Oct 5, 2022
57 min
The Whole World Is Watching How 1968 Helps Us Frame The Present
Professor Heather Hendershot's opening plenary from the "Bearing Witness, Seeking Justice" conference, with initial remarks by Dean Agustín Rayo and Tracie Jones, Assistant Dean for Diversity, Equity, and Inclusion. Hendershot is Professor of Comparative Media Studies at MIT. She studies television news, conservative media, political movements, and American film and television history. Her 2022 book is "When the News Broke: Chicago 1968 and the Polarizing of America", available from the University of Chicago Press:
Oct 5, 2022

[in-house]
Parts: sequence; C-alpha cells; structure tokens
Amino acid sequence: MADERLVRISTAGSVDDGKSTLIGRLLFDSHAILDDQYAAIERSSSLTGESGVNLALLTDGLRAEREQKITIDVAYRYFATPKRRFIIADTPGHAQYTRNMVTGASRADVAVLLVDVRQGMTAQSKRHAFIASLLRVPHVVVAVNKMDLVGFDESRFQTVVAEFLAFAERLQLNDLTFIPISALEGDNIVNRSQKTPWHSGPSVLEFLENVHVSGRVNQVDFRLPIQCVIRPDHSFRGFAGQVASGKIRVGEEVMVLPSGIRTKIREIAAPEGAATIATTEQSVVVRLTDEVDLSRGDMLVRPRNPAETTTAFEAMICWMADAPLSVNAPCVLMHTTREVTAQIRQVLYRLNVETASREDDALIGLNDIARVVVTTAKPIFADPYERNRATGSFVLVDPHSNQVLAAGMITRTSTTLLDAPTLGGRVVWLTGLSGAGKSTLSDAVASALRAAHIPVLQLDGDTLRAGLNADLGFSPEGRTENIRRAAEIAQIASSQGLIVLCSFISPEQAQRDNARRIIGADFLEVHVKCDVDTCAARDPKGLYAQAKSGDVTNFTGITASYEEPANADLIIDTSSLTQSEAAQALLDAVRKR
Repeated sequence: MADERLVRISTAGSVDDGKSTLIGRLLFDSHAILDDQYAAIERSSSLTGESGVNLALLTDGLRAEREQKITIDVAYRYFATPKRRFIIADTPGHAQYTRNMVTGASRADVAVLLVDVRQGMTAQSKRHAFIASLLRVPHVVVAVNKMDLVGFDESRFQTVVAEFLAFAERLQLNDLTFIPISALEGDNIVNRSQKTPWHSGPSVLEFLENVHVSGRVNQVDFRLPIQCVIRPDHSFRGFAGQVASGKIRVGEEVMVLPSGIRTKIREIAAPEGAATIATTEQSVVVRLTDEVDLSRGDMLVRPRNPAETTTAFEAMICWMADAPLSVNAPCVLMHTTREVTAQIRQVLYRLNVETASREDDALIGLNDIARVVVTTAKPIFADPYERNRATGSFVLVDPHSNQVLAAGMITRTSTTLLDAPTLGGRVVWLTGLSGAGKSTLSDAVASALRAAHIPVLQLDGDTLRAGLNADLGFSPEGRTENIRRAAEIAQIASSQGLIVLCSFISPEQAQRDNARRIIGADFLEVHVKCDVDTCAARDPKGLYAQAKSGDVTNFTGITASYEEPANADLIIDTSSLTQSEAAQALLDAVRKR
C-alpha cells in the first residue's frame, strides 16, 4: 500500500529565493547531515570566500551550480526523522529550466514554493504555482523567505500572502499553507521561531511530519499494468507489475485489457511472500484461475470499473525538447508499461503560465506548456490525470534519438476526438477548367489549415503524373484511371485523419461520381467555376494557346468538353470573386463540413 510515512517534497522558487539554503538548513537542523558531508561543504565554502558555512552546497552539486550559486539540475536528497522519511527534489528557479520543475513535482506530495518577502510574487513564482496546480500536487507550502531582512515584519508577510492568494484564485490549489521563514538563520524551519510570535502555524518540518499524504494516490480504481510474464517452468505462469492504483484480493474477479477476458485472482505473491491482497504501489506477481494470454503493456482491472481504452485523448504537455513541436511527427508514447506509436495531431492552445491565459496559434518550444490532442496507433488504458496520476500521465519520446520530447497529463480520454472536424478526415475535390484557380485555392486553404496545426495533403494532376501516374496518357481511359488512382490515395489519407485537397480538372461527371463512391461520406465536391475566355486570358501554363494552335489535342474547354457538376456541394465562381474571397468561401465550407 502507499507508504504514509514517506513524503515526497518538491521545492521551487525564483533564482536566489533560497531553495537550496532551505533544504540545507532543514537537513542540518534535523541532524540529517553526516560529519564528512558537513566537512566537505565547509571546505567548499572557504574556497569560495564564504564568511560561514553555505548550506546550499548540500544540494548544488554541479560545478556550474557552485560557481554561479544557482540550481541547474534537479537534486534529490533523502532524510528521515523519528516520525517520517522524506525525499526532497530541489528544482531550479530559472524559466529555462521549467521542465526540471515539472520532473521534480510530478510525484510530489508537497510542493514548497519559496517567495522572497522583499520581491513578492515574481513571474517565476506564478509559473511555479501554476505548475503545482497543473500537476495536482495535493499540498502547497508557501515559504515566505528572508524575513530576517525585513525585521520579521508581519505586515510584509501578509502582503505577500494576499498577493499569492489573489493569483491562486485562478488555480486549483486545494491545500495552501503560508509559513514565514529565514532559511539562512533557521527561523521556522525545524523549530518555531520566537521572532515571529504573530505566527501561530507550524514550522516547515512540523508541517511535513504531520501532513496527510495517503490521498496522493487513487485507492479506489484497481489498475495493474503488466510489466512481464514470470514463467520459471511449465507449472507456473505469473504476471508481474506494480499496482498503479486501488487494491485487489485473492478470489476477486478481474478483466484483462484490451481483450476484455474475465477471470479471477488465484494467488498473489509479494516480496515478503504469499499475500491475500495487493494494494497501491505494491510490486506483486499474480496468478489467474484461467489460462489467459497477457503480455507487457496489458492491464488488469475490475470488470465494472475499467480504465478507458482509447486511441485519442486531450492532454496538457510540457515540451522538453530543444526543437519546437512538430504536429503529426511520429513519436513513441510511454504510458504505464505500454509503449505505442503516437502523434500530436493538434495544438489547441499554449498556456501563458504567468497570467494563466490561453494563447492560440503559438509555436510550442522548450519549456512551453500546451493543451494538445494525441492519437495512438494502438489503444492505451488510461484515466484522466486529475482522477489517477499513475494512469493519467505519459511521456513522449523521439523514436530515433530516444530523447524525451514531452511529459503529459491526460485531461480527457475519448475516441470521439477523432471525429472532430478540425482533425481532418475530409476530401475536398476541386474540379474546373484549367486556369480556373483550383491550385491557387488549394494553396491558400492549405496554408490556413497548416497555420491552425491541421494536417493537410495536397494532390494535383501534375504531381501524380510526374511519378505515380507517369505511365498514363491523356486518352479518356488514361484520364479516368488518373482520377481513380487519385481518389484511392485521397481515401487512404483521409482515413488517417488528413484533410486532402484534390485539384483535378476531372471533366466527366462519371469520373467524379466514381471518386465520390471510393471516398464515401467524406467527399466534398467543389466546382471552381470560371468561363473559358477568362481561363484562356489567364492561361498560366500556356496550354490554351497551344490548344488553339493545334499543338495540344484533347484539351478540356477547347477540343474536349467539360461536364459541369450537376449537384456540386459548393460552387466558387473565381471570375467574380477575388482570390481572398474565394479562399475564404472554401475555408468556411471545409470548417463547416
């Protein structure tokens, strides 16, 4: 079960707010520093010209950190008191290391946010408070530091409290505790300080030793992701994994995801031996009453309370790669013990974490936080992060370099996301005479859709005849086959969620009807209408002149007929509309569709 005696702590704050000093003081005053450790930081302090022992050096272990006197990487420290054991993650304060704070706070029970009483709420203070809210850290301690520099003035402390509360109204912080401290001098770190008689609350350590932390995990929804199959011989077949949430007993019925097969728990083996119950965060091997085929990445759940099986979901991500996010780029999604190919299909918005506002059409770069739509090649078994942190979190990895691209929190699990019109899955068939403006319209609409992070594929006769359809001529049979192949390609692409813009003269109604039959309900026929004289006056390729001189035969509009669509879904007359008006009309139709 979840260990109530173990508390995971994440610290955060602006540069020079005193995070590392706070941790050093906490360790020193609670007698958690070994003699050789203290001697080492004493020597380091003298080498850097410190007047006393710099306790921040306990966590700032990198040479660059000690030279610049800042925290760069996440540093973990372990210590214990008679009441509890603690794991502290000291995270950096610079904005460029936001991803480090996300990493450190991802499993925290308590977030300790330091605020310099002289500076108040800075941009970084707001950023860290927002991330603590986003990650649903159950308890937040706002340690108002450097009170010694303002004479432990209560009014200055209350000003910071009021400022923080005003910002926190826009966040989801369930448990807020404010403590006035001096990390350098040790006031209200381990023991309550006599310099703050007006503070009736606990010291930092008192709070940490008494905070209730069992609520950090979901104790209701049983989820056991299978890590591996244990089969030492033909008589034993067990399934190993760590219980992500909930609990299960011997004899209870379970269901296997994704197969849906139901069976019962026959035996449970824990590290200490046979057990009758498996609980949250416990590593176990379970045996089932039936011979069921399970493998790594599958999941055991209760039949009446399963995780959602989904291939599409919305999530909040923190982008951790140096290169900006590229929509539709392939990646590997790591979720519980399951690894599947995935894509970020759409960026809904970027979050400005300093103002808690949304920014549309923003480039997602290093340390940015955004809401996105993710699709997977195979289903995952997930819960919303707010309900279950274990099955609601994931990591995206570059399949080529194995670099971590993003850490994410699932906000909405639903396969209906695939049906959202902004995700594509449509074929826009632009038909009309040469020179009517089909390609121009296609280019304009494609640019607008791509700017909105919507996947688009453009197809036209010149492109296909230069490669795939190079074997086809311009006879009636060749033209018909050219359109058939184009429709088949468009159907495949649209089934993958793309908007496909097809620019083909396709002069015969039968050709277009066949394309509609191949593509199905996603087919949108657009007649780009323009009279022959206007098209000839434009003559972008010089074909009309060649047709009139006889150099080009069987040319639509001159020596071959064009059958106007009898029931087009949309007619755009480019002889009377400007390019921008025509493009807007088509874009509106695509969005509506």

1 hr 10 min
Moving Images In Absentia Courtroom Looking In The Age Of Hyper - Mediation
Kelli Moore is an Assistant Professor of Media, Culture, and Communication at New York University who examines how media and technology produce legal and political knowledge to inform public debates on visual literacy, race, and other issues.
Oct 4, 2022
57 min
Mary Beth Meehan and Fred Turner, “Seeing Silicon Valley”